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The Carchive: The Citroen Dyane

Chris Haining September 15, 2017 Cars You Should Know, The Carchive 22 Comments

Last week we took a look at Nissan’s vision of an ultra-practical family car for the ’80s – the vertiginously styled Prairie. Today we’re moving a little way back in time, a little way North in latitude, and a little way south on the price lists.

This week’s subject car really does go back to basics. In fact, it’s only a little bit more refined than the even more humble car it was based on. The year is 1970, and we’re looking at the Citroen Dyane – the upscale sister to the iconic Citroen 2CV. Welcome back to The Carchive.

(click on the pics to enjoy the Dyane in glorious enormovision)

“Dyane is for those who don’t want a problem car. Dyane has a simple, long proven engine. Her electrics are even more simple, and she has an alternator in place of a dynamo. She always starts, she needs minimum maintenance, and she doesn’t spend her time in garages”

I don’t know about you, but that sounds like pretty much the ideal car to me. How times have changed.

The Dyane was developed from the 2CV as a delayed response to the 1961 launch of the Renault 4. The idea was to offer something a little less rudimentary than the 2CV, which began life with its famous ‘tin shed’ nickname. The Dyane was given a smoother look, with its headlamps integrated into the front wings, a slightly more angular profile than its understudy, and a proper hatchback tailgate.

The mechanical package was pretty much pure 2CV, with a choice of 435cc and 602cc air-cooled flat twin engines, producing 24 or 32bhp. The suspension design was carried over, too, and was interconnected front to rear with remarkable articulation possible. It meant a soft, loping ride and a good degree of rough-road capability, combined with the possibility of some astonishing lean angles without the doorhandles scraping the tarmac.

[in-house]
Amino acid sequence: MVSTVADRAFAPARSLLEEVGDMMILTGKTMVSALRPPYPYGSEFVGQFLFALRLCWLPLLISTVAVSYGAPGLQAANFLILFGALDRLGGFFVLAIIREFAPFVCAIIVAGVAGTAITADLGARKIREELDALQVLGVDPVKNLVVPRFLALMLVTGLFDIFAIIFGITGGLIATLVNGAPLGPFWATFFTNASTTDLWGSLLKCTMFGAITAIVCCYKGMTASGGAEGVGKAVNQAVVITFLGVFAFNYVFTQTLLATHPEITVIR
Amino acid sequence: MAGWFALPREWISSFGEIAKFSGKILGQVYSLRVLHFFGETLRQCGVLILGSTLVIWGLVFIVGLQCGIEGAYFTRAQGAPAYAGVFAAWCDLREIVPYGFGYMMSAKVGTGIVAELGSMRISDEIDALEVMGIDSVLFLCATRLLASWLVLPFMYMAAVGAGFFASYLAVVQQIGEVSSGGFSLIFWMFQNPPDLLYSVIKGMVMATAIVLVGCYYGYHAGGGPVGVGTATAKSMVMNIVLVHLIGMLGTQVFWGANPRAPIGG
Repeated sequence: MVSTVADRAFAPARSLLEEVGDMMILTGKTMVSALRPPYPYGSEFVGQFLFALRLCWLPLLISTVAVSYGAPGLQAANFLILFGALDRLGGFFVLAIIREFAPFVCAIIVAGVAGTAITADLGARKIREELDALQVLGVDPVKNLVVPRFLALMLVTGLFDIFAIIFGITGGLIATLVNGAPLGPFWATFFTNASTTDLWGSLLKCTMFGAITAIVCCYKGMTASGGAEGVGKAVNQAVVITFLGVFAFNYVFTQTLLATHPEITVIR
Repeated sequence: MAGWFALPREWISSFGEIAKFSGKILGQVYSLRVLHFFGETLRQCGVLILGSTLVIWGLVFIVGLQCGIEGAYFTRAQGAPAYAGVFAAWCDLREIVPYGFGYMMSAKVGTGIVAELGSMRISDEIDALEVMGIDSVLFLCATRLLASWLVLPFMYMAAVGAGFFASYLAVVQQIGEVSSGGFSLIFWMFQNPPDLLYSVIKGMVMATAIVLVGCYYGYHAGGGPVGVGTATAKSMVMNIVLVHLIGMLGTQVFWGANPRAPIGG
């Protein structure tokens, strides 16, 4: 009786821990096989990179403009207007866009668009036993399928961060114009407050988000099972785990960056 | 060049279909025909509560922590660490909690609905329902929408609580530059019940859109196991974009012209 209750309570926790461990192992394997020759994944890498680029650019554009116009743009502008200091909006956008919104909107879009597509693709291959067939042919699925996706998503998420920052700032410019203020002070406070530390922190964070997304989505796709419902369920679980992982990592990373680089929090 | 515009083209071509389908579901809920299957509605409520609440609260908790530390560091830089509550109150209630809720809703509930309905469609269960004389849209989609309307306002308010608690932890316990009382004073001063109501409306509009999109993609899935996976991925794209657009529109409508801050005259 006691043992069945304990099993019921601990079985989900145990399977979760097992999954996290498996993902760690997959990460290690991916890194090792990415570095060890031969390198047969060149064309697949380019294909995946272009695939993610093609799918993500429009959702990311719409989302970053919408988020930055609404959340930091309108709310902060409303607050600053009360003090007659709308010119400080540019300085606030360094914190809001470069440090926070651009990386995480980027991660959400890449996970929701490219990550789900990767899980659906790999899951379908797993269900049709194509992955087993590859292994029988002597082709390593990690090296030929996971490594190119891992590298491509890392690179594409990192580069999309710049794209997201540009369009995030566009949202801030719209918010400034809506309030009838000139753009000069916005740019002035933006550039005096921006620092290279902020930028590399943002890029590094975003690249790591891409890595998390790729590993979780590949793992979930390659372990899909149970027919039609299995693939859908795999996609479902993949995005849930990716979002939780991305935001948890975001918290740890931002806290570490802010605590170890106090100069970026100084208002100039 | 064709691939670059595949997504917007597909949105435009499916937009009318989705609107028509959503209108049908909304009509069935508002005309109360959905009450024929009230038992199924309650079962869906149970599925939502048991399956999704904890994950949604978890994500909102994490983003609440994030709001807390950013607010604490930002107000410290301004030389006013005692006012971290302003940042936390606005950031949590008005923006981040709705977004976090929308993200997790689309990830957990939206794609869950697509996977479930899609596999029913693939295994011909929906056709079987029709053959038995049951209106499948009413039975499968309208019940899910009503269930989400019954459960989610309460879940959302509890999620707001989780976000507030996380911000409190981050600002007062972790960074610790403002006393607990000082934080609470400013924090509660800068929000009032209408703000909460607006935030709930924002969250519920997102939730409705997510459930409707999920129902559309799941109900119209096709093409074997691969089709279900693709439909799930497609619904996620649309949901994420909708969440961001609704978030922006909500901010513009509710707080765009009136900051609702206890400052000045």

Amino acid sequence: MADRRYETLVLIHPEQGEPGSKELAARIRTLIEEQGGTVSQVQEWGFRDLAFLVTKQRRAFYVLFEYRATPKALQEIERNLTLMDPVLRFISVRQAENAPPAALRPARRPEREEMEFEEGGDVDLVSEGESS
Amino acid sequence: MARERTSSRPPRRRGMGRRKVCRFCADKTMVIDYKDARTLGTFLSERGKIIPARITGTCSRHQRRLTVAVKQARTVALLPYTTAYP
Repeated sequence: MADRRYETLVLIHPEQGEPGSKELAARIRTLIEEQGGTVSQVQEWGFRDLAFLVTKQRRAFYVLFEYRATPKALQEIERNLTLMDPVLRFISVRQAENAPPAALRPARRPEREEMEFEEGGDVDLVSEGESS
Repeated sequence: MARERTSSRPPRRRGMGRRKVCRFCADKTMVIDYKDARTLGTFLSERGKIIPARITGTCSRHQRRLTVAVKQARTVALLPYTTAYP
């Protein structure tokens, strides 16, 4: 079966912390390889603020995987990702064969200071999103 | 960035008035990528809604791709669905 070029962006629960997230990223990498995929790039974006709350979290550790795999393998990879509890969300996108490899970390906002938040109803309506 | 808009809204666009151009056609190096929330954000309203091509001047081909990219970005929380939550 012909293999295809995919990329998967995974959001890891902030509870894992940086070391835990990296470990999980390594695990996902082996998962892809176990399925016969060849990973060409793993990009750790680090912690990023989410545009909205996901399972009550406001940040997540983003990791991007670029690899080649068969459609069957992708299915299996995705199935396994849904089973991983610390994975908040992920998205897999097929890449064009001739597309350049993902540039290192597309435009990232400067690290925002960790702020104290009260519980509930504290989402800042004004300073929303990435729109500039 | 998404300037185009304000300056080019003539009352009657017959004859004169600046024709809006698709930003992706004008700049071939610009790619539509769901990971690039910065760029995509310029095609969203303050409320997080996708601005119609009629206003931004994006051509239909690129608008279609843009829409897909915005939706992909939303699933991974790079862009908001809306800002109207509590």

“For those who like the occasional picnic. A few easy movements, and Dyanes seats are on the grass. And your seats are free of ants!”

I don’t know why MPVs aren’t sold this way. How many Mercedes Viano-owning families take a trip to the great outdoors and then haul the chairs out to relax when they get there? Perhaps more people would if the removal of seats from today’s MPVs didn’t usually involve a hernia followed by tumultuous swearing as you later attempted to re-fit them.

The Dyane was a properly versatile machine, with storage in the doors, a big boot, and you could fold the rear seat if you didn’t remove it altogether. The headlamp beam could be adjusted from inside the car if you really were determined to carry massive loads.

“Dyane has been made for those who like life as well as driving. For those who like driving to be second nature to them”

Would a car like the Dyane sell today? Well, Citroen itself offers a model that has a little bit of the Dyane’s character in the shape of the C3 Cactus. OK, it may be just as lavishly equipped as any other modern-day hatchback, but it does offer strong hints towards robustness. It’s relatively affordable, too, but it’s a far cry from the dirt-cheap Dyane.

In fact, I reckon the closest match today is the Dacia Duster, especially the entry-level Access model that comes without such 21st-century excesses as air-conditioning and a machine to play tunes with. It really is pared back to the bare essentials, and its price tag reflects it, yet it doesn’t miss out on today’s vital safety equipment.

Very few Access models get ordered, though. It seems that people would rather pony up a few hundred quid more for the kind of niceties that were totally alien to Dyane drivers. And for that reason, noble as the idea might be, I reckon the days of nuts-and-bolts motoring are pretty much over.

(All images are of original manufacturer’s promotional material, photographed by me. Copyright remains property of PSA Group. As I’m sure Mike Harrell will remind us, though, the Dyane and even the 2CV were positively ostentatious compared to certain other Gallic delights. For authentic French simplicity, you need a KV Mini )